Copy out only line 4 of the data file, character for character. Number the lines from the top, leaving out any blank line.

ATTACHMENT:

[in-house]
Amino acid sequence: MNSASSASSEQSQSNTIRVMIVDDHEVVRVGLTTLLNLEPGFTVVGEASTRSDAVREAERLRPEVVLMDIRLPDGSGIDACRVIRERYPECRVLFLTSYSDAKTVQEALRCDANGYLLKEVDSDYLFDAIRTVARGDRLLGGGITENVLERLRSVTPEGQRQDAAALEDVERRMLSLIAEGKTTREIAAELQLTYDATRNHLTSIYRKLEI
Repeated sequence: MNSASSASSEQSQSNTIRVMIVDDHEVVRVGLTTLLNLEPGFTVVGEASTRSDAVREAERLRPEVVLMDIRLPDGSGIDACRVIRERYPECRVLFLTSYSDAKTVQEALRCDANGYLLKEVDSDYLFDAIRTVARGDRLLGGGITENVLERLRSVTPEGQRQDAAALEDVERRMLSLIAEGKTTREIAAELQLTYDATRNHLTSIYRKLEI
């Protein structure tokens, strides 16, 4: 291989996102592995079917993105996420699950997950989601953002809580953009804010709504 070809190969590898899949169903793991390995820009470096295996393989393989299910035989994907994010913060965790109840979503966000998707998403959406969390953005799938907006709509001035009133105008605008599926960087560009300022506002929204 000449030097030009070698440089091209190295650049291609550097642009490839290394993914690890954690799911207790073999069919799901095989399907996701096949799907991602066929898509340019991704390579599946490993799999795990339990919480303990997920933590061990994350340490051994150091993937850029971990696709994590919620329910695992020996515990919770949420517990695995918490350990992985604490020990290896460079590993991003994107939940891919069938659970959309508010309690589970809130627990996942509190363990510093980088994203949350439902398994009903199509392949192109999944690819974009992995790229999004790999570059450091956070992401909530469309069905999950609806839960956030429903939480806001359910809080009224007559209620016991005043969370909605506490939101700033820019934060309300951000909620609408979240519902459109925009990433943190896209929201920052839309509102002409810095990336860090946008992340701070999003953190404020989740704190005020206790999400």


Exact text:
């Protein structure tokens, strides 16, 4: 291989996102592995079917993105996420699950997950989601953002809580953009804010709504 070809190969590898899949169903793991390995820009470096295996393989393989299910035989994907994010913060965790109840979503966000998707998403959406969390953005799938907006709509001035009133105008605008599926960087560009300022506002929204 000449030097030009070698440089091209190295650049291609550097642009490839290394993914690890954690799911207790073999069919799901095989399907996701096949799907991602066929898509340019991704390579599946490993799999795990339990919480303990997920933590061990994350340490051994150091993937850029971990696709994590919620329910695992020996515990919770949420517990695995918490350990992985604490020990290896460079590993991003994107939940891919069938659970959309508010309690589970809130627990996942509190363990510093980088994203949350439902398994009903199509392949192109999944690819974009992995790229999004790999570059450091956070992401909530469309069905999950609806839960956030429903939480806001359910809080009224007559209620016991005043969370909605506490939101700033820019934060309300951000909620609408979240519902459109925009990433943190896209929201920052839309509102002409810095990336860090946008992340701070999003953190404020989740704190005020206790999400």